Hieronymus Bosch (1450-1516), a Netherlandish artist, was a painter with a wild imagination. Many of his works, including his famous triptych The Garden of Earthly Delights (above), are populated with fantastic creatures, hybrid monsters, and demons. Deeply religious, even his seemingly secular works often have a moralizing tone.
A sought-after artist in his own day, after his death Bosch’s fame continued to spread, helped by the rise of prints. In the sixteenth century in northern Europe, printmaking was becoming a major industry. Publishing houses, such Aux Quatre Vents in Antwerp, run by Hieronymus Cock, often produced prints after paintings by famous artists. Pieter Bruegel the Elder was employed by Cock, and created a number of prints inspired by the art of Bosch. Many prints, even if they had no direct connection to the artist, were still inscribed with the phrase “Hieronymus Bosch inventor” to capitalize on the artist’s popularity and marketability.
This drawing, created by a follower of Bosch and housed in the Albertina Museum in Vienna, shows a series of disfigured characters. On the surface, the drawing appears to be quite playful, but, at the same time, it could also be read as a moralizing tale. The drawing dates from around 1530; later in the century similar-looking prints, featuring a number of crippled figures, were produced by Hieronymus Cock and his Aux Quatre Vents publishing house. One such print is labeled “Hieronymus Bosch drollen,” identifying the characters as fools.
Recent papers have attempted to diagnosis the conditions of the crippled characters. It has been suggested that the drawing may show people with leprosy, ergotism, or Pott’s disease (among other conditions). However, some art historians believe that these figures are not actually cripples at all, but people who are feigning disabilities in order to receive sympathy—and the alms and charity that come with it. The figure at the top left has a fox tail hanging from his waist, a common medieval symbol of suspicious or hypocritical behavior. On the other hand, the figure on one knee (top row, second from the right) is wearing a leper’s cloak, has a recent amputation above his right knee, and is wearing a cloth that is covering his face—perhaps to hide the disfigurement of the face that is common in untreated leprosy.
The stereotype of the leper is of body parts falling off. In reality, body parts and skin do not fall off patients with leprosy. Leprosy is caused by a bacterial infection by a cousin of the tuberculosis bug called Mycobacterium leprae. It is actually not very contagious in spite of its reputation (and the mistaken justification behind millennia of leper ostracization). In addition, it is treatable with a combination of antibiotics. The bug infects the skin and peripheral nerves. This causes a severe loss of sensation, including to pain. It turns out that pain is a very useful protective mechanism. Without it, and with, say, a small cut on your finger, you would continue to use your finger, rather than protecting it. This makes the cut worse and then prone to other skin infections. This in turn, if untreated, can lead to infection of the small bone of a finger tip. Over time, recurrent infections, especially of bone, can lead to scarring and then the slow wearing away of tissue—including skin and bone. Eventually, and over time, the ends of the fingers and toes erode and give the impression that they have fallen off.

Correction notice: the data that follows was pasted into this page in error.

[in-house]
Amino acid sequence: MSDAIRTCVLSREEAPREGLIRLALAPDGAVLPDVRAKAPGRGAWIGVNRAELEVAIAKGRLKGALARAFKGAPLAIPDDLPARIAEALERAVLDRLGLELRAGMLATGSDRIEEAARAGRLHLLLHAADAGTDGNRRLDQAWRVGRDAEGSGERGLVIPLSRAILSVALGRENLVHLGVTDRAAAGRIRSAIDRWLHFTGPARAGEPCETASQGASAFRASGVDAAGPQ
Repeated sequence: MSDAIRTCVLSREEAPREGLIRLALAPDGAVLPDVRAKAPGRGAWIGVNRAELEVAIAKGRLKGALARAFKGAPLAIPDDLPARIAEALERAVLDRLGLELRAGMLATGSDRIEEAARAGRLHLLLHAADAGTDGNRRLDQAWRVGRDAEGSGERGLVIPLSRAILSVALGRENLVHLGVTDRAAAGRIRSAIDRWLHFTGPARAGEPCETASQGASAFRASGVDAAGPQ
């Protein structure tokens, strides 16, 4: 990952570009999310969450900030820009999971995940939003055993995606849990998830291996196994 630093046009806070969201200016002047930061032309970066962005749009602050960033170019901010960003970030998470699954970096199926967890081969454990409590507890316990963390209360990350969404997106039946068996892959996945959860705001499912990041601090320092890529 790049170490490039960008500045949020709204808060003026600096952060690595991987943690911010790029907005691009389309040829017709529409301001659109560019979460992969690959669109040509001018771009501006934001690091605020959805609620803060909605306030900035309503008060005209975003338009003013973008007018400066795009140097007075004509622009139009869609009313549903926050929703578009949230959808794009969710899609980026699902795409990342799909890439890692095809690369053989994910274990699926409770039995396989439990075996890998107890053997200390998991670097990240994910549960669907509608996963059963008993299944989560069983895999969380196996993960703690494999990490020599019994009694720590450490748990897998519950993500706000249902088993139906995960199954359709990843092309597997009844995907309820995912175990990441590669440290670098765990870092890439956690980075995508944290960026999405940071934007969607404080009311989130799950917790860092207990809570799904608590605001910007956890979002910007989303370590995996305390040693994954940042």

The pattern of sensory loss on the skin yielded an important clue to the almost unique biology of M. leprae infection. Careful examination of patients with the disease demonstrated that the sensory loss tended to occur in places where the temperature of the skin is lowest: back of the hand (rather than the palm), ears, nose, and so on. Places that had preserved sensation tended to be warmer—like the inside of the elbow and groin folds. It turns out the M. leprae grows best in cooler temperatures. In the warmer parts of the skin, the bacteria did not grow as well, sparing the small nerves in the skin, and so the sensation. Dr. Thomas Sabin made this clinical discovery in 1969, following meticulous examination and documentation of many patients with leprosy who were housed at the “United States Marine Hospital Number 66” which was the National Leprosarium of the United States in Carville, Lousiana. Dr. Sabin is still teaching residents and seeing patients as a Professor of Neurology, at Tufts Medical Center.
Schröder, Klaus Albrecht and Christof Metzger, editors. Bosch, Brueghel, Rubens, Rembrandt: Masterpieces of the Albertina. Berlin: Hatje Cantz, 2013.
Rutecki, Gregory W. “Bosch and Bruegel: Disability in Sixteenth-Century Art.” The Pharos (Winter 2016): 44-54.
Dequeker, Jan, Guy Fabry, and Ludo Vanopdenbosch. “Hieronymus Bosch (1450-1516): Paleopathology of the Medieval Disabled and its Relation to the Bone and Join Decade 2000-2010.” IMAJ Vol. 3 (November 2001): 864-871.
Bass, Marisa and Elizabeth Wyckoff. Beyond Bosch: The Afterlife of a Renaissance Master in Print. Saint Louis: Saint Louis Art Museum, 2015.